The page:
Race director Chris Kepner was pleased with how the race came together successfully again this year. She was able to help promote her race and give updates through social media on Facebook, where her page currently has over 600 friends. She quantified, “We had over 200 registered, most from Medford (the Snowshoer capital of Wisconsin). We had a lot of Athens people, a lot of them families – everybody has a good time. We keep having generations of snowshoers coming.” She lauded the support she got from the townsfolk, “The Athens Acres 4-H people have really helped out. The A.A.A.A. (Athens Fair Association) folks have been the backbone of this event.”
Kepner knew on Wednesday that the race could not start and finish on the relatively thin Black Creek ice. She stated, “The ice is weaker than usual, and the current is really moving near the shoreline. We didn’t want to risk people falling through so we changed where the start (and finish) was, cutting out a section of the race. People did a really good job grooming the course (so it became a really fast day).” Adding to the day’s excitement and also aiding to a faster effort were the gunshots heard on a nearby shooting and archery range, set along the midpoint section of the course – keeping snowshoe racers on their toes and alert on this unique second mile of the race! The final mile of the course looped around to what was a track-back of the first mile, so racers were slowed just a little by the more sugary snow that 200 previous snowshoers had just chewed up, but it was still fast nonetheless.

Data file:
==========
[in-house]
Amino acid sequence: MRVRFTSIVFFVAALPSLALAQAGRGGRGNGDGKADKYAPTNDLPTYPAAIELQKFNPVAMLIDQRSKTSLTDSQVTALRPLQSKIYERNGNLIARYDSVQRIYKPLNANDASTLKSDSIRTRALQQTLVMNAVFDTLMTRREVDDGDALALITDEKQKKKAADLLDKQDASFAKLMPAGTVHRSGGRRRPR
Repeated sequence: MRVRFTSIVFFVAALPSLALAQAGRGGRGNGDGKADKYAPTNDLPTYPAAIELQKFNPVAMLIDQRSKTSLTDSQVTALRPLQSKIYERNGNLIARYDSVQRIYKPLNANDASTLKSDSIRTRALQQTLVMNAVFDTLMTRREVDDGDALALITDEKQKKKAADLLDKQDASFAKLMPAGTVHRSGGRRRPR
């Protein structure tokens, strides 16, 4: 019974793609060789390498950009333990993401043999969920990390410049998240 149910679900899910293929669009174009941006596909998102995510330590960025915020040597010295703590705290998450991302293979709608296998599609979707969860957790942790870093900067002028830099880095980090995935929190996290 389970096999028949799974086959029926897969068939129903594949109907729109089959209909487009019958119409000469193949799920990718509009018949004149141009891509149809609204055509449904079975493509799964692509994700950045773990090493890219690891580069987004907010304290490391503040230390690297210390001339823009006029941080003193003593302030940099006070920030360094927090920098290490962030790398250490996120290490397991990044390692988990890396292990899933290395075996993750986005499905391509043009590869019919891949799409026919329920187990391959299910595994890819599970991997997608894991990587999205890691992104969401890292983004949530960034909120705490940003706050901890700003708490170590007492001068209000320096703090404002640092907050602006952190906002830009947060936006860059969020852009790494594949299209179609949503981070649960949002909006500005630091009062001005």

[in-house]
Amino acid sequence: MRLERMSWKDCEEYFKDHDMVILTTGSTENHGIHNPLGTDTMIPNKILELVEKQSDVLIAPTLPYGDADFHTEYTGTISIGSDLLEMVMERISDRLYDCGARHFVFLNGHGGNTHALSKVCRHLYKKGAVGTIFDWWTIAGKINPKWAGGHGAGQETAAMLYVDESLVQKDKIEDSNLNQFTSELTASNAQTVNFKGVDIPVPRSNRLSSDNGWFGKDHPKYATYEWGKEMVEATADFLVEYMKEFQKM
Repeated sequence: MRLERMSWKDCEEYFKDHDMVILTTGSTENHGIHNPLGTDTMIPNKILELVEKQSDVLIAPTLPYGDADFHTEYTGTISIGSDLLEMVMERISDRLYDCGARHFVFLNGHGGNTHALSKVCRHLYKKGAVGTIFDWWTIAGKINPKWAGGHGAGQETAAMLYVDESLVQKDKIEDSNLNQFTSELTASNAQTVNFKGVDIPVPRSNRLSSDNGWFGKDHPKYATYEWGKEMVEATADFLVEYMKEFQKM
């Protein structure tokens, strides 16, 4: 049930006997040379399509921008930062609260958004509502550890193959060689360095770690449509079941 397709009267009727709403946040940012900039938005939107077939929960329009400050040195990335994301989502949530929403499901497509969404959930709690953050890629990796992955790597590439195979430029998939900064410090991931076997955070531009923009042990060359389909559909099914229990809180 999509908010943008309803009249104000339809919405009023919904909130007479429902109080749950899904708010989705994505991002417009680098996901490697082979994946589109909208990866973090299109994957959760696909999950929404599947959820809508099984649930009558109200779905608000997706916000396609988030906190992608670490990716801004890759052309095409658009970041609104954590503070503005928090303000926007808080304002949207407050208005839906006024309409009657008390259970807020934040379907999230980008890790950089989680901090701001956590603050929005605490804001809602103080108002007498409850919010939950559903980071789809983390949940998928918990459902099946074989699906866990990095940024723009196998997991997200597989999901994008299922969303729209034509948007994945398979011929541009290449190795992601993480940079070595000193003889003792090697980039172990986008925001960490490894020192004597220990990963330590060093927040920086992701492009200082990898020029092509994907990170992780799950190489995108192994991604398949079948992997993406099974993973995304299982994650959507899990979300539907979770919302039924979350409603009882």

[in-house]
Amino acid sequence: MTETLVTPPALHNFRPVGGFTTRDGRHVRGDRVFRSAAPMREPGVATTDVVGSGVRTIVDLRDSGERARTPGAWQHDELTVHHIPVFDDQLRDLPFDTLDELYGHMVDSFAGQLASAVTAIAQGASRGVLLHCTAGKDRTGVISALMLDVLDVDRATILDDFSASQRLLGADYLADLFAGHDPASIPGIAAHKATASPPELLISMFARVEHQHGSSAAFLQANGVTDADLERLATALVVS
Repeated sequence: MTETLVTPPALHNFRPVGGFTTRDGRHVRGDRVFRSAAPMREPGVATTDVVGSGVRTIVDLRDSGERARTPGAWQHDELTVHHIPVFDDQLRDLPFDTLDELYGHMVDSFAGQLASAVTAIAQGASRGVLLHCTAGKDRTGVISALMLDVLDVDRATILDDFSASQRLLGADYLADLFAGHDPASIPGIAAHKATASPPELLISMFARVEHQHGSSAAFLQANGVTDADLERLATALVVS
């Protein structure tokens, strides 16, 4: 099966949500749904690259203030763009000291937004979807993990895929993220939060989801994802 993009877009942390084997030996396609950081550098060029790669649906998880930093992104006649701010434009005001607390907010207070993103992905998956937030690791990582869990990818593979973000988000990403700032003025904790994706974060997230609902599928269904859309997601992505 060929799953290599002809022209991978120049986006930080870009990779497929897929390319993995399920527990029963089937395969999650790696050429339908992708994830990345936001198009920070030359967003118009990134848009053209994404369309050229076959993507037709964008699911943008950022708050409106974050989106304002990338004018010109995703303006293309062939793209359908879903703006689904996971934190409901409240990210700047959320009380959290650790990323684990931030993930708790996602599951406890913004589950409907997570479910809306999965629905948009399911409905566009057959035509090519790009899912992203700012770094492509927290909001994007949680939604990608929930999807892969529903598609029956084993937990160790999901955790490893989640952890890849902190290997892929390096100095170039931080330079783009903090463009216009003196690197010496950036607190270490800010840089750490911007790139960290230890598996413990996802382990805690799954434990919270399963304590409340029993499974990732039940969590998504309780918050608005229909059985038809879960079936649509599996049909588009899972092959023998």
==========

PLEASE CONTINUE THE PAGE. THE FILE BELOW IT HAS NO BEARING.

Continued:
This is called the Athens “Udder” snowshoe race, set in the woods on the ski trails at Erbach Park in Athens with dairy farms all around the landscape. The Athens Polar Plunge jumped off soon after at the same site, which had a dozen or more brave souls that dared to jump into the frozen Black Creek. This race will always be known for having a fast course, but this year’s conditions led to some of the quickest times in its history.
Results and additional pictures of this race are available at www.performancetiming.com and www.kepnerphotography.com (photos in article are courtesy of them) and additionally on www.facebook.com (search for Athens Udder Snowshoe).
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The Athens Udder is part of the Braveheart Snowshoe Series: www.uppermidwesttrailrunners.com.